But the security of villages like Heirok, loca ted close to the Indo-Myanmar border and a route for militants, is literally non-existent. Comprising 12,000 voters, Heirok itself constitutes an Assembly constituency. The people of Heirok wanted arms to protect themselves and not to fight insurgents and they don’t want their youths to be used for counter-insurgency operations. Perplexed at the turn of events, N. Priyo Sakhi, a housewife, says, “We wanted guns for peace. Its purely a people’s movement and a culmination of the suppressed feeling of the people.”

The local Meira Paibis, or groups of traditional women activists, have been keeping vigil at night till 12 midnight at Heirok. Ima Gyaneswari, one of the 12 mothers who had protested in front of the Assam Rifles headquarters told TEHELKA, “It’s not a wise decision to arm young boys. They might even fight among themselves. A better way of handling such matters is us, Meira Paibis, protesting against any such atrocity committed by militant groups and putting pressure on the groups to take action against their cadre.

”Ironically, the JAC of Heirok had also made other demands apart from seeking arms and included setting up of solar lamps to lightup the roads at night, loudspeakers in each locality and proper treatment and rehabilitation of the blinded girl.
A recruit with his mother

BUT, ONLY their demand for arming themselves has been instantly fulfilled. N. Joy Singh, a farmer and vice-president of the JAC of Heirok village rues, “We are against any force which disrupts the peace of the village and our homestead — be it armed forces or UGs (Underground, as the villagers refer to militants).”

The JAC had also wanted proper consultation with them when any of the procedures were implemented.

However, N. Joy Singh points out, “The Home department marginalised us when they started the first phase of recruitment of SPOs. We have approached the CM as we don’t want our youngsters to be used as soft targets.”

Emotions of Heirok villagers are running high, specially when they think about the plight of Rebika Devi, a student of class nine, who was blinded after a bullet hit her forehead in the attack on March 24. Her father W. Inaobi Singh, a carpenter, says, “We cannot let the culprits who did this to my daughter go scot-free. If this appointment of SPOs is for protecting civilians, I want it to happen. I am hoping the government will give us some compensation so that we can take her for better treatment outside so that she can regain her eyesight.” In fact, during the shraddha ceremony of the other three victims of that days firing, Rebika spoke of her plight and the villagers were in tears.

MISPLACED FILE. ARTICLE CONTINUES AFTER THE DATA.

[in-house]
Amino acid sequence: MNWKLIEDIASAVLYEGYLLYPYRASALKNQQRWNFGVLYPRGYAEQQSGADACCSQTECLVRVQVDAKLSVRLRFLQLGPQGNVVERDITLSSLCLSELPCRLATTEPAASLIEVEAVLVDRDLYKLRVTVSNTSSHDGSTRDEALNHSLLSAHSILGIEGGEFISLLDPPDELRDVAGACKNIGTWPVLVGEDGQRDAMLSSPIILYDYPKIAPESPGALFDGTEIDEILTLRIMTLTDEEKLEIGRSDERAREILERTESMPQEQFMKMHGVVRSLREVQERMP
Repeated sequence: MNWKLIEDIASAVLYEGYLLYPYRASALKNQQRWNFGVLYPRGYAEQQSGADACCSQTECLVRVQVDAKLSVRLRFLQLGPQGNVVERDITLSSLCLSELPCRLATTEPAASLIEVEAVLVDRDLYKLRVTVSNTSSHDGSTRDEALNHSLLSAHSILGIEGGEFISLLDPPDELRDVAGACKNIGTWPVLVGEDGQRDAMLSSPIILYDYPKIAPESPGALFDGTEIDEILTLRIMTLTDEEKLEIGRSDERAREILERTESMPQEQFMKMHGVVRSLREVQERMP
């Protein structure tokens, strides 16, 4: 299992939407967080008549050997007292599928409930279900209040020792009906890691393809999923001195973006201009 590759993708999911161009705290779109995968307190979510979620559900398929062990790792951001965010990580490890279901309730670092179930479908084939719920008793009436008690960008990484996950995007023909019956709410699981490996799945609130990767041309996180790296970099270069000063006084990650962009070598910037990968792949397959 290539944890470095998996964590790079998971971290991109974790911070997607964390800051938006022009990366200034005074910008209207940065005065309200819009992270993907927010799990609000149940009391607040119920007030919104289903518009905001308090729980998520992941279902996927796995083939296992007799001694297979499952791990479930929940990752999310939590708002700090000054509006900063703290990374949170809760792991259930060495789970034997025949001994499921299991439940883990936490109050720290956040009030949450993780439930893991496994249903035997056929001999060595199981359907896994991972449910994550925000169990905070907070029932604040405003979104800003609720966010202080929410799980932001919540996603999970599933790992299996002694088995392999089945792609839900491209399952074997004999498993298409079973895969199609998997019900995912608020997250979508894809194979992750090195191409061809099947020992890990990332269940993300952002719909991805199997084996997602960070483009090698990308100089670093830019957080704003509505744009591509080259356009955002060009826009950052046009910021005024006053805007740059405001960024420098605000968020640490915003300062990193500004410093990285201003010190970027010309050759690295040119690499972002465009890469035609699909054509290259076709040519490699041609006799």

The JAC had even destroyed some houses sheltering militants. N. Joy Singh rues, “Heirok takes a leading role in state issues like protesting against the AFSPA or territorial integrity. But when Heirok is in trouble, civil society groups do not even empathise with
Rebika Devi flanked by her parents

us. Now we are tense as we have challenged the militants.”

Babloo Loitongbam adds that it’s a dilemma for the civil rights groups when UGs are involved as they violate the international humanitarian law which does not apply in Manipur. He says, “We want Manipur to be declared a conflict zone but the state calls it a law and order problem. The police and the military also pursue their vested interests when it comes to addressing the grievances of ordinary people.” And since the process of recruitment has started, it remains to be seen how much control will the JAC actually wield on the modus operandi of the SPOs. It might also be difficult to dissuade the shortlisted youth who now nurture hopes of getting a government job. In such a scenario, provoking the villagers to “resist” militants in these vulnerable villages will only invite bloody reprisals and a war without winners.